The Craft work is unfinished without the attainment forth shadowed in the Royal Arch. That attainment in turn is impossible without the discipline of the preliminary labours, the purification of mind and desire, and that crucifixion unto death of the self-will which constitute the tests of merit qualifying for entrance to that Jerusalem which has no geographical site and which is called the “City of Peace” because it implies conscious rest of the soul in God. For many, the suggestion that the attainment of such a condition is possible or thinkable whilst we are still here in the flesh may be surprising or even incredible. But such doubt is unwarranted, and the Masonic doctrine negates it. As has been already shown to the contrary, that doctrine postulates not the absence but the possession of the material organism as a necessary factor in advancing the evolution of the human spirit; that organism is the vessel in which our base metal has to be transmuted into gold; it is the fulcrum furnishing the resistance requisite for the spirit’s energizing into unfoldment and self-consciousness. Physical death is therefore not an advancement of, but an interference with, the work of regeneration. “The night cometh when no man can work,” and when the soul merely passes from labour to refreshment until recalled to labour once more at the task of self-conquest. It is but figurative of that necessary dying to self which implies the voluntary decreasing assertiveness of our temporal nature to permit of a corresponding ascendancy of the spiritual.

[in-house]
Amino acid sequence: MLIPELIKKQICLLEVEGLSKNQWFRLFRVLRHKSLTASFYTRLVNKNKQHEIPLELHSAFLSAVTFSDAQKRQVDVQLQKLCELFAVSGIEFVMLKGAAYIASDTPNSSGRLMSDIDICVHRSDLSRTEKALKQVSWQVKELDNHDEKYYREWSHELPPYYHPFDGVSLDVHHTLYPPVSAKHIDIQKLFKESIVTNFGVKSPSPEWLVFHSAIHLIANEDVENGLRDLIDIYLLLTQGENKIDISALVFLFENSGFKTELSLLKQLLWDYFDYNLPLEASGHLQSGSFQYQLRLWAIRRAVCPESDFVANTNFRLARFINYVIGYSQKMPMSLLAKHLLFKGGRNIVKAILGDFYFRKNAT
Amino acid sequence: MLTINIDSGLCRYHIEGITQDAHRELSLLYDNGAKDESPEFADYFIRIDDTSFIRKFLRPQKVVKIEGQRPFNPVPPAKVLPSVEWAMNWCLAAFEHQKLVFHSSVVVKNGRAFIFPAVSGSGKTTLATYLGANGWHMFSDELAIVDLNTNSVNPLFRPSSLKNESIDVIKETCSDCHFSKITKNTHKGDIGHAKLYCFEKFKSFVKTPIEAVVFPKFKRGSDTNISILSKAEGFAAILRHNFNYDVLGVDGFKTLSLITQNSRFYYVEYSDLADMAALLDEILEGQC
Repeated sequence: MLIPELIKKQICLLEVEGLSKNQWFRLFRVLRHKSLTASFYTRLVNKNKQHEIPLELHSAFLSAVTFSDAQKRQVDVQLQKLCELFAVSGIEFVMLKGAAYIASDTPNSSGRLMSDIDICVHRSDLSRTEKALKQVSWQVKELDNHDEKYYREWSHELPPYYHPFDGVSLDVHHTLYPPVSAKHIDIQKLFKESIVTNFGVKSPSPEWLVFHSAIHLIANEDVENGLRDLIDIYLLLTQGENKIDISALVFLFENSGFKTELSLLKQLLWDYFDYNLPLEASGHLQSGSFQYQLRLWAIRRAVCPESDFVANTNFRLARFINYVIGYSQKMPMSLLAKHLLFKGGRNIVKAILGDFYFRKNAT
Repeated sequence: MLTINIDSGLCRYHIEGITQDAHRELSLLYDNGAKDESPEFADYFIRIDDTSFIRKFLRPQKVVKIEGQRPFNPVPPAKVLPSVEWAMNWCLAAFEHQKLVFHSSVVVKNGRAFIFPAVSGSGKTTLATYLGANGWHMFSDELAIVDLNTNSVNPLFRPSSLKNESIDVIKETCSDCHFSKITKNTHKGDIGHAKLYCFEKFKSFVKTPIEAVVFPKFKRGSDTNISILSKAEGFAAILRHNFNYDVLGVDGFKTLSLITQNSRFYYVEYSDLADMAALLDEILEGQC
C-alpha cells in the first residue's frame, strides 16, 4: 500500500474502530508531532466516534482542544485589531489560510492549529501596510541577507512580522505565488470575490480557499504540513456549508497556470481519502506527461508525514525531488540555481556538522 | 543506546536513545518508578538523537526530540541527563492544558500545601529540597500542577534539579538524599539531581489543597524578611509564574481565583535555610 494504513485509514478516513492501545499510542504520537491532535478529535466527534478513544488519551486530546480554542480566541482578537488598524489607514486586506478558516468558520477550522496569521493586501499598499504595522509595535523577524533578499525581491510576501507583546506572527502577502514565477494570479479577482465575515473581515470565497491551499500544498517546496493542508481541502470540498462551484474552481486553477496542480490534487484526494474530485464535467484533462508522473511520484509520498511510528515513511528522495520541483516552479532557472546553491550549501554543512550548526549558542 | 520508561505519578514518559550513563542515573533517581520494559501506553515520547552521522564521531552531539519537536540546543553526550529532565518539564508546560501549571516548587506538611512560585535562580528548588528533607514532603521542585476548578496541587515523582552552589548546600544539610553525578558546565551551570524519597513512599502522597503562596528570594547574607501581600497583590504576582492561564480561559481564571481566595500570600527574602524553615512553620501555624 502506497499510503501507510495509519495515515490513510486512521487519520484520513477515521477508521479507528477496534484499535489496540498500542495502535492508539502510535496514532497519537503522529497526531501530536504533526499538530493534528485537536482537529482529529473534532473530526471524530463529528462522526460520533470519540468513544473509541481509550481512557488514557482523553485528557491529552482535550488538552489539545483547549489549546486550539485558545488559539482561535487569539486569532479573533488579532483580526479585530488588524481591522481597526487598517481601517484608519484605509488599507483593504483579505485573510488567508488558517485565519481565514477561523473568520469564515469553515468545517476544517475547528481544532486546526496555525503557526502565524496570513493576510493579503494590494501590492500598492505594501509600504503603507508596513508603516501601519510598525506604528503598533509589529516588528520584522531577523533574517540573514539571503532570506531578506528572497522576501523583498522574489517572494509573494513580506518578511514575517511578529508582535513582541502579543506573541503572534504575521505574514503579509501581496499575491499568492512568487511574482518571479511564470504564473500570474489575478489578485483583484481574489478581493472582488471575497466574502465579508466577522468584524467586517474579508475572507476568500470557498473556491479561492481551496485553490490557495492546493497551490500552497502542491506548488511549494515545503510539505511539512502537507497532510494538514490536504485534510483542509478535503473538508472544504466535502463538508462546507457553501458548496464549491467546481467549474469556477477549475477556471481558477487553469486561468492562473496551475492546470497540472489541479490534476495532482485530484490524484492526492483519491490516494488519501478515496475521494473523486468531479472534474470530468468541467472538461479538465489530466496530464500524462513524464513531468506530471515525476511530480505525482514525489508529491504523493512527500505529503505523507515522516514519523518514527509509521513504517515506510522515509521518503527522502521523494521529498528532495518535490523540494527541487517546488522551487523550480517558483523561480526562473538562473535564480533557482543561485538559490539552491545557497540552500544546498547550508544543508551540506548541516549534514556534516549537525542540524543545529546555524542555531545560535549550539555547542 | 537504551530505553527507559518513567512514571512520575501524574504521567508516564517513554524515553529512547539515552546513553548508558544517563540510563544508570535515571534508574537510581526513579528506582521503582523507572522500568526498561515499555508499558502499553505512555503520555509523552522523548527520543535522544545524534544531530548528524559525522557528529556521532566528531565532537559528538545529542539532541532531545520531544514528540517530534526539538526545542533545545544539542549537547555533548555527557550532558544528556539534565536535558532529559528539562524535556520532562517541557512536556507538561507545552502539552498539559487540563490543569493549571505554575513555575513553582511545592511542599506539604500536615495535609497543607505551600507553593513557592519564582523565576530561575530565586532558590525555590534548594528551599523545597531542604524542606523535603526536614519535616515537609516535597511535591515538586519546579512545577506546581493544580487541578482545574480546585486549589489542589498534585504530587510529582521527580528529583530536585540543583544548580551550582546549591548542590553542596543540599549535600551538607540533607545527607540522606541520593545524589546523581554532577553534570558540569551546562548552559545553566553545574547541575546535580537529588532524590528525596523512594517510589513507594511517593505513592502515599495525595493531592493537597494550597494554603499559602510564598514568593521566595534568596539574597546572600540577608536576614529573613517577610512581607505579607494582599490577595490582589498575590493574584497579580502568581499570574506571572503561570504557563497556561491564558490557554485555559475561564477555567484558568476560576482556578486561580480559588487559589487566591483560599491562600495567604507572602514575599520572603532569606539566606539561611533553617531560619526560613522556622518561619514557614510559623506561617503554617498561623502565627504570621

But if in the hands of its present exponents Masonry is now rather a dead letter than a living effectual Initiatory Rite capable of quickening the spirituality of its candidates, it still remains for the earnest and perspicuous aspirant to the deeper verities an instructive economy of the science of self-gnosis and regeneration. For such these papers are written, that they may both learn something of the original design of the Order and educate their imagination in the principles of that science. And to such, in conclusion, may be commended that Temple-hymn of the Hebrew Initiates, which of all the Psalms of David refers with most pointed reference to the subject-matter of the supreme Order of the Holy Royal Arch of Jerusalem and the personal attainment of the blessed and perfected condition which that title implies :
I was glad when they said unto me, let us go up into the house of the Lord;Our feet shall stand within thy gates, O Jerusalem. Jerusalem is builded as a city that is compact together; Thither the tribes go up, the tribes of the Lord. For there are set thrones of judgment, the thrones of the house of David. Pray for the peace of Jerusalem ! they shall prosper that love it. Peace is within her walls and plenteousness within her palaces.For my brethren and companions’ sake I will say,
Peace be within thee. (Psalm CXXIL)